My BookLoving friends, we have one month until Labor Day, and that means it’s time for all the beach reading your beach bags can hold.
It’s time for our next installment of #FiveBooksForYourBeachBag. Load ’em in, pack the sunscreen and snacks — you’ve got lots of reading to do.
Also — alert! sirens! — we’re more than halfway through 2022, and you should be keeping your Century Club lists! For those who don’t know, each year, I challenge my column readers to hit 100 books. Reading 25-49 gets you into the Quarter Century Club; 50-99 into the Half Century, and 100+ into the Century Club. Take stock of your list, and see how much you need to hit in the last half of the year.
And now, here are 5 New Releases to add to your bag (and list.)
1. “Dirtbag, Massachusetts: A Confessional,” by Isaac Fitzgerald
An instant New York Times and USA Today bestseller, I initially was drawn to the title. After reading it, I can see why this one had so much buzz— A TIME Best Book of the Summer, a Rolling Stone Top Culture Pick, and a 2022 New England Book Award Finalist, among others. Many a Massachusetts reader—especially the guys—may feel this one. If you liked “The Tender Bar,” by JR Moehringer, try this. According to the publisher’s synopsis:
Isaac Fitzgerald has been an altar boy, a bartender, a smuggler, and a biker. But before all that, he was a bomb that exploded his parents’ lives from him ―or so he was told.
His memoir-in-essays begins with a childhood moving at breakneck speed from safety to violence, a pilgrimage through trauma to self-understanding and, ultimately, acceptance. From growing up in a Boston homeless shelter to bartending in San Francisco, Fitzgerald strives to take control of his own story and embrace the idea that one can be generous to oneself by being generous to others.
2. “The Last White Man,” by Mohsin Hamid.
Attention, SouthCoast Book clubs: this is your August pick. There is so much to unpack here. The New York Times bestselling author of “Exit West” is back with a timely novel that reads like a “Black Mirror” episode with teeth. According to the publisher’s synopsis:
One morning, Anders wakes up to find himself transformed. Overnight, his skin has turned dark. His reflection of him, the stranger. Soon, reports of similar events begin to surface. Across the land, people are waking up in new incarnations, uncertain how their neighbors, friends, and family will greet them. Some see the transformations as the long-dreaded overturning of the established order that must be resisted to a bitter end. For some, a sense of profound loss and unease wars with profound love. For Anders and his lover dele Oona, the change is a chance at a kind of rebirth.
Ripe for book club discussions.
3. “Formidable: American Women and the Fight for Equality: 1920-2020,” by Elisabeth Griffith
Essential reading. For high school students, college students, bookclubs — for living humans.
Griffith earned her Ph.D. from The American University and an undergraduate degree from Wellesley College. A Kennedy Fellow at Harvard’s Institute of Politics and a Klingenstein Fellow at Columbia Teachers College, she has “spent her career working for women’s rights as an activist and an academic, teaching women’s history at the secondary and college level,” according to the publisher. The author of “In Her Own Right: The Life of Elizabeth Cady Stanton,” — the inspiration for Ken Burns’ PBS documentary, Griffith delivers here a comprehensive overview and insight into a century’s worth of struggle.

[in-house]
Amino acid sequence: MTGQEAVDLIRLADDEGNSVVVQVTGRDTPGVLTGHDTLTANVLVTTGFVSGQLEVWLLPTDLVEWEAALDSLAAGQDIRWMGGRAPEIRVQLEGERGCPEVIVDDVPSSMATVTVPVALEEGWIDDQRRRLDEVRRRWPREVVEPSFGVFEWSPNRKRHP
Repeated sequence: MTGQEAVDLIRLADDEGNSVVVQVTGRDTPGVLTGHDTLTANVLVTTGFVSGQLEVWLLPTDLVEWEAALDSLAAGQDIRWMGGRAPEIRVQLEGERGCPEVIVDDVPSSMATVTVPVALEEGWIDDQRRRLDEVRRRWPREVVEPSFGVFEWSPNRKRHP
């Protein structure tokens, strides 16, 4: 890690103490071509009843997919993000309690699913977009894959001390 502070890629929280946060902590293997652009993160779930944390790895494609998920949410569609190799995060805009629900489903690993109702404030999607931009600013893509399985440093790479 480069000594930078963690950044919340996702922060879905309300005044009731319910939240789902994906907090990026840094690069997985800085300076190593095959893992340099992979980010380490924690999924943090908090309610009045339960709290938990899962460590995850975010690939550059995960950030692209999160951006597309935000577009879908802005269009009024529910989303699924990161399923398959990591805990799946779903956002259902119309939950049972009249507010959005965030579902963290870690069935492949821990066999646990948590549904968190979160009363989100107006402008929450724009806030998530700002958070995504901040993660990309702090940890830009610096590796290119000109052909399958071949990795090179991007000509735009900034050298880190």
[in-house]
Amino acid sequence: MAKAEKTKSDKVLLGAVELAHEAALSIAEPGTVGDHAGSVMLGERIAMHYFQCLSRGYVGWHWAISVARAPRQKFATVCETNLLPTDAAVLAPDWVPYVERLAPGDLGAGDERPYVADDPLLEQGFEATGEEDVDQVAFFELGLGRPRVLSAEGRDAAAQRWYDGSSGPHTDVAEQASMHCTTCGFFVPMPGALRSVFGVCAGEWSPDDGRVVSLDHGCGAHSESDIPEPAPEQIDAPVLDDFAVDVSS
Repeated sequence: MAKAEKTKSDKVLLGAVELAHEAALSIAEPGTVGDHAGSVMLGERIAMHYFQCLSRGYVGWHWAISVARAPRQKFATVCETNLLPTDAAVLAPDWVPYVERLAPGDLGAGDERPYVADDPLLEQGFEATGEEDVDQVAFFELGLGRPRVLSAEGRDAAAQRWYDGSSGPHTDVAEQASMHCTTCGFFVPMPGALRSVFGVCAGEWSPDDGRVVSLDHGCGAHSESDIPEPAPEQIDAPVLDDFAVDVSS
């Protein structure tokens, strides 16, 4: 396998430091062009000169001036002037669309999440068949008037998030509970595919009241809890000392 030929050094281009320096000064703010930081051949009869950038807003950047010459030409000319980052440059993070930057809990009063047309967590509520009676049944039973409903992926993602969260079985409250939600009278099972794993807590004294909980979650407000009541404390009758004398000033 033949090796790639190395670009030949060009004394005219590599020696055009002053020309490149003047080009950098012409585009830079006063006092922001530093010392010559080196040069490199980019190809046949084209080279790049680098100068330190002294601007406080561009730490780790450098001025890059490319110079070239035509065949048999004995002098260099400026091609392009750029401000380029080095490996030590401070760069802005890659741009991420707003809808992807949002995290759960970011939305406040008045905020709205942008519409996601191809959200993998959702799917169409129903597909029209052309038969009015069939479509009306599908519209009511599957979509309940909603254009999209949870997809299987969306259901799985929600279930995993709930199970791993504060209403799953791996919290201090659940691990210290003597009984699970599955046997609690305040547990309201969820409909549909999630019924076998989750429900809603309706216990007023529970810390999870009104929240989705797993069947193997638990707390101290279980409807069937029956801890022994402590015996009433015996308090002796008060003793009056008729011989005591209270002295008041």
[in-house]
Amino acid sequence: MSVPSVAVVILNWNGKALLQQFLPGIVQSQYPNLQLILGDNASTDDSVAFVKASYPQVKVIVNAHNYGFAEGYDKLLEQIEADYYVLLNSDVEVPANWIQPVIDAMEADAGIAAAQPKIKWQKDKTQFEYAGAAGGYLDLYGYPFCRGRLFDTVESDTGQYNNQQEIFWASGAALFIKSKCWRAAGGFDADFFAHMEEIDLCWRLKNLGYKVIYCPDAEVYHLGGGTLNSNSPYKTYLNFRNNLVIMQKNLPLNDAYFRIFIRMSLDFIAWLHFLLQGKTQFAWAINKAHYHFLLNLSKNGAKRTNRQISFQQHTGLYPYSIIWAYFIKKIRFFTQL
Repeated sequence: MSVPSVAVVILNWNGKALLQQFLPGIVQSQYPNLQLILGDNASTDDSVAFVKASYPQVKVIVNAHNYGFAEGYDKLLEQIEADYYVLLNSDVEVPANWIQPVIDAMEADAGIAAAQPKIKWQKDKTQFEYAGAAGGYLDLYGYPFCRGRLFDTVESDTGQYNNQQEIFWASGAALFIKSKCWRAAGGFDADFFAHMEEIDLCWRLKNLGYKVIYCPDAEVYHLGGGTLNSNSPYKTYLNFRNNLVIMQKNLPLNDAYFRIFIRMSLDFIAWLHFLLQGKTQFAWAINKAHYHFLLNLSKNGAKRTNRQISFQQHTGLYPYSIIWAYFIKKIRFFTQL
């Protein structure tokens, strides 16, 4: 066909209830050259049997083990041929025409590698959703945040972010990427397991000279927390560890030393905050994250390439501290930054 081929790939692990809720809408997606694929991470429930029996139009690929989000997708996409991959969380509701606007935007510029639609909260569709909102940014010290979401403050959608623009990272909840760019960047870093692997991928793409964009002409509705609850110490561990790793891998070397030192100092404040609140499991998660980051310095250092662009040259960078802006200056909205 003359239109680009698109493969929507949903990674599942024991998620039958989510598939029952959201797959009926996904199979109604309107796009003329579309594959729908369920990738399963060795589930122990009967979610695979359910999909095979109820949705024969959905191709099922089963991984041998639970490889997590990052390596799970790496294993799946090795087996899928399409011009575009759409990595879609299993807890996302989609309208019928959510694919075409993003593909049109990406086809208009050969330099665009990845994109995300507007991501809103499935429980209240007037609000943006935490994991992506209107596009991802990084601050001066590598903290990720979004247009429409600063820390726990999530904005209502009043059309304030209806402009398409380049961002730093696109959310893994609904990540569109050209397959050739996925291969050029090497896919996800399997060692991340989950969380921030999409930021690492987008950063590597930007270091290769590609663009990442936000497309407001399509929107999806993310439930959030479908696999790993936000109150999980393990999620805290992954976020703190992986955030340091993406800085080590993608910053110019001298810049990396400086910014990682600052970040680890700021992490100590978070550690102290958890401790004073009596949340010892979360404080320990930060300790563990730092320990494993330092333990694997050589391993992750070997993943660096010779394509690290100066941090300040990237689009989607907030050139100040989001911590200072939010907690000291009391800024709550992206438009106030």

4. “Aurora,” by David Koepp
Soon to be a Netflix movie from Oscar-winning director Kathryn Bigelow, “Aurora” is an unputdownable thriller. Again, like the “Black Mirror” episode. According to the publisher’s synopsis:
In Aurora, Illinois, Aubrey Wheeler is just trying to get by after her semi-criminal ex-husband split, leaving behind his unruly teenage son. Then the lights go out—across the globe. A solar storm has knocked out power almost everywhere. Suddenly, Aubrey must assume the mantle of fierce protector of her suburban neighborhood. Meanwhile, her estranged brother, Thom, is a wealthy, neurotically over-prepared Silicon Valley CEO, who plans to ride out the crisis in a gilded bunker. But the complicated history between the siblings is far from over, and what feels like the end of the world is just the beginning of several long-overdue reckoning…
5. “The Lost Kings,” by Tyrell Johnson
As you BookLovers know by now, I’m a thriller/mystery lover, and this was another page-turner. According to the publisher’s synopsis:
Stuck in a cabin in rural Washington with their alcoholic father, twins Jeanie and Jamie King are inseparable. Until one night, when their father comes home covered in blood. The next day, he’s gone… and so is Jamie. Jeanie is ripped from everything she knows, including Maddox, the boy she could be learning to love.
Twenty years later, Jeanie is in England, drinking too much, and sleeping with a married man, when Maddox reappears, claiming to have tracked down her dad. Stunned, Jeanie must decide whether to continue running from her past her or to confront her father and finally find out what really happened that night, where her brother is hers, and why she was the one left behind & mldr; #ReadInOneDay
Lauren Daley is a freelance writer. She tweets @laurendaley1. Read more at https://www.facebook.com/daley.writer.